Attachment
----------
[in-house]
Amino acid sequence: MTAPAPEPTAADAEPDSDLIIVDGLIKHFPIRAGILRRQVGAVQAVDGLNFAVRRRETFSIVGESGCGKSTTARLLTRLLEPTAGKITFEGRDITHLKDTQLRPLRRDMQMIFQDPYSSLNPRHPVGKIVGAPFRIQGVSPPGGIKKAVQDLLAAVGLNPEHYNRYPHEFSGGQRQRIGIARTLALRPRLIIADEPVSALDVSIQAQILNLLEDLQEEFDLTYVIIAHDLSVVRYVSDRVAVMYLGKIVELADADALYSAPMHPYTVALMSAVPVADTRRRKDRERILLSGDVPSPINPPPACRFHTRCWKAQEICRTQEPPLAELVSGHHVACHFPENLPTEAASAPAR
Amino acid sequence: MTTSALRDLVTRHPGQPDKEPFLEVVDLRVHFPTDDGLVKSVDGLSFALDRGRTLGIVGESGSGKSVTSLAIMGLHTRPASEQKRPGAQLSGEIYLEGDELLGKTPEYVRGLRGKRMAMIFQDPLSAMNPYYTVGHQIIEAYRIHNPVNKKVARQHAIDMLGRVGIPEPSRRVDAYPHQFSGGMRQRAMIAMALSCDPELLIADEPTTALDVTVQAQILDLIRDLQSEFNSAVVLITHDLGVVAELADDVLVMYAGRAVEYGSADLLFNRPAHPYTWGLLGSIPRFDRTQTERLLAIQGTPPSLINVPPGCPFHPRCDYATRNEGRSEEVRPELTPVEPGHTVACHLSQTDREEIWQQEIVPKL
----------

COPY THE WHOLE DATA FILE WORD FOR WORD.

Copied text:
[in-house]
Amino acid sequence: MTAPAPEPTAADAEPDSDLIIVDGLIKHFPIRAGILRRQVGAVQAVDGLNFAVRRRETFSIVGESGCGKSTTARLLTRLLEPTAGKITFEGRDITHLKDTQLRPLRRDMQMIFQDPYSSLNPRHPVGKIVGAPFRIQGVSPPGGIKKAVQDLLAAVGLNPEHYNRYPHEFSGGQRQRIGIARTLALRPRLIIADEPVSALDVSIQAQILNLLEDLQEEFDLTYVIIAHDLSVVRYVSDRVAVMYLGKIVELADADALYSAPMHPYTVALMSAVPVADTRRRKDRERILLSGDVPSPINPPPACRFHTRCWKAQEICRTQEPPLAELVSGHHVACHFPENLPTEAASAPAR
Amino acid sequence: MTTSALRDLVTRHPGQPDKEPFLEVVDLRVHFPTDDGLVKSVDGLSFALDRGRTLGIVGESGSGKSVTSLAIMGLHTRPASEQKRPGAQLSGEIYLEGDELLGKTPEYVRGLRGKRMAMIFQDPLSAMNPYYTVGHQIIEAYRIHNPVNKKVARQHAIDMLGRVGIPEPSRRVDAYPHQFSGGMRQRAMIAMALSCDPELLIADEPTTALDVTVQAQILDLIRDLQSEFNSAVVLITHDLGVVAELADDVLVMYAGRAVEYGSADLLFNRPAHPYTWGLLGSIPRFDRTQTERLLAIQGTPPSLINVPPGCPFHPRCDYATRNEGRSEEVRPELTPVEPGHTVACHLSQTDREEIWQQEIVPKL